French for Rabbits – The Overflow: Album Review

French for Rabbits made an appearance at the Auckland Arts Festival back in March and band leader Brooke Singer made a comment that was at once humorous and insightful: “Excuse us being a bit awkward. We’re a band of introverts.”

The Overflow, their third album, is a glorious celebration of that introvert disposition. Its tracks manage to navigate a fine line between reaching deep within the human heart, embracing insecurities on the one hand and, on the other, letting them ride out into the world on the backs of accessible melodies.

French for RabbitsAfter the Rabbits’ earlier mysticism (eg., Goat), low-key environmental activism (eg, The Other Side), and coastal sensibility (eg, Claimed by the Sea), this set of songs has a more personal tone. The constant is their ‘dream pop’ sensibility.

The band includes John Fitzgerald’s delicate guitar, Hikurangi Schaverien-Kaa’s subtle drums and Ben Lemi and Penelope Esplin’s various instruments and harmonies. Together, they join Brooke Singer in offering a singular musical voice.

The ten songs in this cycle are their most accessible yet. That such fragility as “Leave me alone with a book in my room/ I’ll find myself there” (The Outsider) is anything but maudlin is testament to the ‘introvert pride’ in Singer’s song writing and the textural beauty offered by the band that surrounds her.

A number of singles have been in circulation recently including: the title track The Overflow (drawing on the metaphor of flowing feelings), Ouija Board (check out the stunning video on Youtube) and The Outsider (What lyric anywhere includes cubic zirconia?). Most recently Walk the Desert, offers further celebration of the introvert spirit (“Always be the one who says I’m fine/ rather walk the desert home.”)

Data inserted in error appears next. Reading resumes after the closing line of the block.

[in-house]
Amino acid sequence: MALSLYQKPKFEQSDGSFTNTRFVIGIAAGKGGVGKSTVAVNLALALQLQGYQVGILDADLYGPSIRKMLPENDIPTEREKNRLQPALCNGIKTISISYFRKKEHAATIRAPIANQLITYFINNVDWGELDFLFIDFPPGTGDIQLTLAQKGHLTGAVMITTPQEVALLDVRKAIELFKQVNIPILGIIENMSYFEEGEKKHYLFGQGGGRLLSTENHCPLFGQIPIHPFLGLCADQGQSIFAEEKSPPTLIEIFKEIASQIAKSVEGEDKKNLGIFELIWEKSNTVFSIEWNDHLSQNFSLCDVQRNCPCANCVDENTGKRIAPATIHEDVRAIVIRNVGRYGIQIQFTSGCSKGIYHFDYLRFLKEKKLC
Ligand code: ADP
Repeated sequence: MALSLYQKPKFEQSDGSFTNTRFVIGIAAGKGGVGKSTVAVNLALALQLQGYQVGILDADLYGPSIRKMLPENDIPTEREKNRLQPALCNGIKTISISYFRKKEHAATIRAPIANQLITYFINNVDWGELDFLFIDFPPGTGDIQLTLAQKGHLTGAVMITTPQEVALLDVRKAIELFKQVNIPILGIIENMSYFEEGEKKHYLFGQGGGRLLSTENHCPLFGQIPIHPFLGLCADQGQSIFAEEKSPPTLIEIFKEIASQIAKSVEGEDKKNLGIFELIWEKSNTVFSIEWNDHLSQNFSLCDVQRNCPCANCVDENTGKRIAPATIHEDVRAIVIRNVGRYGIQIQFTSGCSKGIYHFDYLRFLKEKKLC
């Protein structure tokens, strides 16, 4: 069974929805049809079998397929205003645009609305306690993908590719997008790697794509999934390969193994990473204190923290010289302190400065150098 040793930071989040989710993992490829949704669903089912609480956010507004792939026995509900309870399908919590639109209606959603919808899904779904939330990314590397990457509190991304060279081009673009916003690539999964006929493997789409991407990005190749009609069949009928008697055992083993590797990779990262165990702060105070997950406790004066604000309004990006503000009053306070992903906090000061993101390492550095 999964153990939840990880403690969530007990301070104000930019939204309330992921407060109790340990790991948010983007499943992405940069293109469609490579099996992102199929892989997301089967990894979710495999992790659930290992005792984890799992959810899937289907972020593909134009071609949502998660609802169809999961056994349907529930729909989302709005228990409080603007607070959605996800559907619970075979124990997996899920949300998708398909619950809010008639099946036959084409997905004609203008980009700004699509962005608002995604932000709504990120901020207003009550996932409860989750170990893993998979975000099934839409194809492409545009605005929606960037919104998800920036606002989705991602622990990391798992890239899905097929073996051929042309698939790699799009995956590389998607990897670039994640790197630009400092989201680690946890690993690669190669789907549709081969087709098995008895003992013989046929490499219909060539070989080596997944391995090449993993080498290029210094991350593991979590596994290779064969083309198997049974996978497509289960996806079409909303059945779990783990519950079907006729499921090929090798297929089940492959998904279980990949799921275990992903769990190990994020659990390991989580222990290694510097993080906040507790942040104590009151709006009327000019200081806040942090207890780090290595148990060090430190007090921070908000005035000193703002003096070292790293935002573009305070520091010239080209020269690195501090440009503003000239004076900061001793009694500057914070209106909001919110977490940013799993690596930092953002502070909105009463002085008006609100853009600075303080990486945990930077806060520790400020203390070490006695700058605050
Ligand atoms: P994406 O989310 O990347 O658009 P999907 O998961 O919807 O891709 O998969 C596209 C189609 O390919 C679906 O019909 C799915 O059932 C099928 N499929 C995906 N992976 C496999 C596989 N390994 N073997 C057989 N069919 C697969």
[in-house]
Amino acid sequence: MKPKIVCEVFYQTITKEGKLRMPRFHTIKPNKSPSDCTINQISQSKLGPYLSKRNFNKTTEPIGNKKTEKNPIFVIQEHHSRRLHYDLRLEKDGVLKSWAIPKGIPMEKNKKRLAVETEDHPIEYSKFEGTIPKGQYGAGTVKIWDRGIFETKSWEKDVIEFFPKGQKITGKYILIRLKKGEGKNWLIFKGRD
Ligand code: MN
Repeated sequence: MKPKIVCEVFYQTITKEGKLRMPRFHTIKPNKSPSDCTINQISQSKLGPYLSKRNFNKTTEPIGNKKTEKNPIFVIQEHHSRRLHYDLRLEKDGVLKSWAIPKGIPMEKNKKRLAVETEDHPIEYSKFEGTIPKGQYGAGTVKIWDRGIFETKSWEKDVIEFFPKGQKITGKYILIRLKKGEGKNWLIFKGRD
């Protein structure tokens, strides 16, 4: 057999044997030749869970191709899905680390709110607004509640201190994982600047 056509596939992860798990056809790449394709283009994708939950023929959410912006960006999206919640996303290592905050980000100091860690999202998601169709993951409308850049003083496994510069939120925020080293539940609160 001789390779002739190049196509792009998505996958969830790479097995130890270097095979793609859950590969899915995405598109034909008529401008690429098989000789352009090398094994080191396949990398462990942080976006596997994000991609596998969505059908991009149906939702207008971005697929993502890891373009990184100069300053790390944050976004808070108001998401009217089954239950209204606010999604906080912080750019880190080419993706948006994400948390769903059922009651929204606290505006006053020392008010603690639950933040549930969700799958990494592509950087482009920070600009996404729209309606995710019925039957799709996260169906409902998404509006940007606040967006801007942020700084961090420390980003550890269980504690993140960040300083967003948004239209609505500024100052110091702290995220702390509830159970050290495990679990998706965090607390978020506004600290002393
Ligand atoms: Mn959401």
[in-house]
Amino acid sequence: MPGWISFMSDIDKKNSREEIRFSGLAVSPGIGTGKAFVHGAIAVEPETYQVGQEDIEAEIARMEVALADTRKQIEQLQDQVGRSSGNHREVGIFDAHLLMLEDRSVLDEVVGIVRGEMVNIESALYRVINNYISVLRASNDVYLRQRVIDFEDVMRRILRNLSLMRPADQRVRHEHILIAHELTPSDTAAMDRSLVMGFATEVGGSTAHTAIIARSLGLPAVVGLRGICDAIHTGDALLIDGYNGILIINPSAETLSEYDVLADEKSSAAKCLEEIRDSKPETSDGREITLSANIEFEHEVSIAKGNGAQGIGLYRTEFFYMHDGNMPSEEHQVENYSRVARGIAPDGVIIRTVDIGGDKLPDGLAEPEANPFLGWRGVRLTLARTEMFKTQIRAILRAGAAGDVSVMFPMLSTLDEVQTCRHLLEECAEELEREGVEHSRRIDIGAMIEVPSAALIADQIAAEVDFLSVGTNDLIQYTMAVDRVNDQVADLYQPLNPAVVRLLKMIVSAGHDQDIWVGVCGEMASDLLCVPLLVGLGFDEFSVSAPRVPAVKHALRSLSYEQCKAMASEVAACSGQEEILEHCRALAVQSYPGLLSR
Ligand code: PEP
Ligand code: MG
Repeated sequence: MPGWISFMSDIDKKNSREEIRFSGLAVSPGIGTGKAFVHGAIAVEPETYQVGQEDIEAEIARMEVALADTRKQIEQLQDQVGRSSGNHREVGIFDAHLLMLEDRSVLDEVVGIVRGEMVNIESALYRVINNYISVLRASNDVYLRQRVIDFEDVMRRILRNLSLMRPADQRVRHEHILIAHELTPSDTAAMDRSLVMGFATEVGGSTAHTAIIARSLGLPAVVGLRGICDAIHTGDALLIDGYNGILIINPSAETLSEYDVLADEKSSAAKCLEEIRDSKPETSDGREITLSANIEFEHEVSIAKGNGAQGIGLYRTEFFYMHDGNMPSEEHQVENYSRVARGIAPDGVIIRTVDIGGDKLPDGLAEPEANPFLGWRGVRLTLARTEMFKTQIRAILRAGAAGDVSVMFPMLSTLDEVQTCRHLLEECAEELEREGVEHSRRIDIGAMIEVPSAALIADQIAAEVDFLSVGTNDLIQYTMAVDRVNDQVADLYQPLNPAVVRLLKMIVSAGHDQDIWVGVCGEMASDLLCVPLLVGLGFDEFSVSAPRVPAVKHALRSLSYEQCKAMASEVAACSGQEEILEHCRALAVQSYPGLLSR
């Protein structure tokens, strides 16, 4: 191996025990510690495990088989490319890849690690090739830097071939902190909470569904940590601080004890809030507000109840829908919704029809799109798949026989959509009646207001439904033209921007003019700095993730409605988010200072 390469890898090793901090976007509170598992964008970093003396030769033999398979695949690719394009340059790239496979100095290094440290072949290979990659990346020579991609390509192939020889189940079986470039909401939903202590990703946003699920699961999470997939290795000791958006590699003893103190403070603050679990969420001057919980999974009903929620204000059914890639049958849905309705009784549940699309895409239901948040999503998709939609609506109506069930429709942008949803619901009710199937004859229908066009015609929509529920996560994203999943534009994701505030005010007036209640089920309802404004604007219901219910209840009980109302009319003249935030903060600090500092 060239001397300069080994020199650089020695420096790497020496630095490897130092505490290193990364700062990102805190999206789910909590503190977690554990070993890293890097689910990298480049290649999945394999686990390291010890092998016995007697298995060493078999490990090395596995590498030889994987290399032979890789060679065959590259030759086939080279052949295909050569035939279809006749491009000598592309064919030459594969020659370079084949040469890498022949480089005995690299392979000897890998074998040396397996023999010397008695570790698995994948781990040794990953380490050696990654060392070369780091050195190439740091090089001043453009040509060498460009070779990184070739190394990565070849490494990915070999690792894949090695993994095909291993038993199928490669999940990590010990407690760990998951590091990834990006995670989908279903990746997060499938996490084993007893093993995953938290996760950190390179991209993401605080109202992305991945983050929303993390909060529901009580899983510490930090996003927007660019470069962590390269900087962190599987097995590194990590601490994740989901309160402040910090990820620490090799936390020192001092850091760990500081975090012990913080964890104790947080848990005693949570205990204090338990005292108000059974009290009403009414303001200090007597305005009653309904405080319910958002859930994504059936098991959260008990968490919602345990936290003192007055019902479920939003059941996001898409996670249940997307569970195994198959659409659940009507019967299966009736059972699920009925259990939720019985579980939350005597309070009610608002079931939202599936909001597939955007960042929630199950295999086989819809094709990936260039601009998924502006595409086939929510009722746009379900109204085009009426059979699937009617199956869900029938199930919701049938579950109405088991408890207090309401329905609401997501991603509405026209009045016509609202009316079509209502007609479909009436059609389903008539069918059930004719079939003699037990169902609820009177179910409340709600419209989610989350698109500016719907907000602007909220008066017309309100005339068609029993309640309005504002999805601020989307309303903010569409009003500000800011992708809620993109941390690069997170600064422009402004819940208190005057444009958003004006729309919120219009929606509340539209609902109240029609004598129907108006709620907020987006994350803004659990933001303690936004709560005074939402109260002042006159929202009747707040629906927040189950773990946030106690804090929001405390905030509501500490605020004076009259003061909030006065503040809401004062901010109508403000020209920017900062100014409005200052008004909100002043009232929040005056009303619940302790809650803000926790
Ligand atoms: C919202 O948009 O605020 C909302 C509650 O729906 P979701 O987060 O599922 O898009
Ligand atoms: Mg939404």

The album’s tracks all have depth, charm and sparkle. Personal favourites are Poetry Girl and Money or the Bag whose title a certain invokes kiwiana nostalgia. All the songs feature a remarkable sympathy between the subtle mastery of instrumentation and Singer’s almost other-worldly vocals.

French for Rabbits

With this release, French for Rabbits have stayed inside and offered us a landscape of the soul rather than the land and sea. The stability of their five-strong membership is strongly apparent. ‘Dream pop’? Maybe. Labels are both necessary and constraining. To me, they occupy a genre of their own: fragile yet formidable.

Periods of lockdown this year have enforced a certain interiority on us all in various ways. Perhaps its coincidence, but The Overflow seems fitting for this year of being more housebound than usual. It celebrates introversion in a world that demands we get ‘out there’ and front up. Its songs honour the moments when those who are naturally reserved risk being cast as the ‘outsider’. And, with stunning musicality, it unreservedly offers us French for Rabbits’ luminous creativity.

Robin Kearns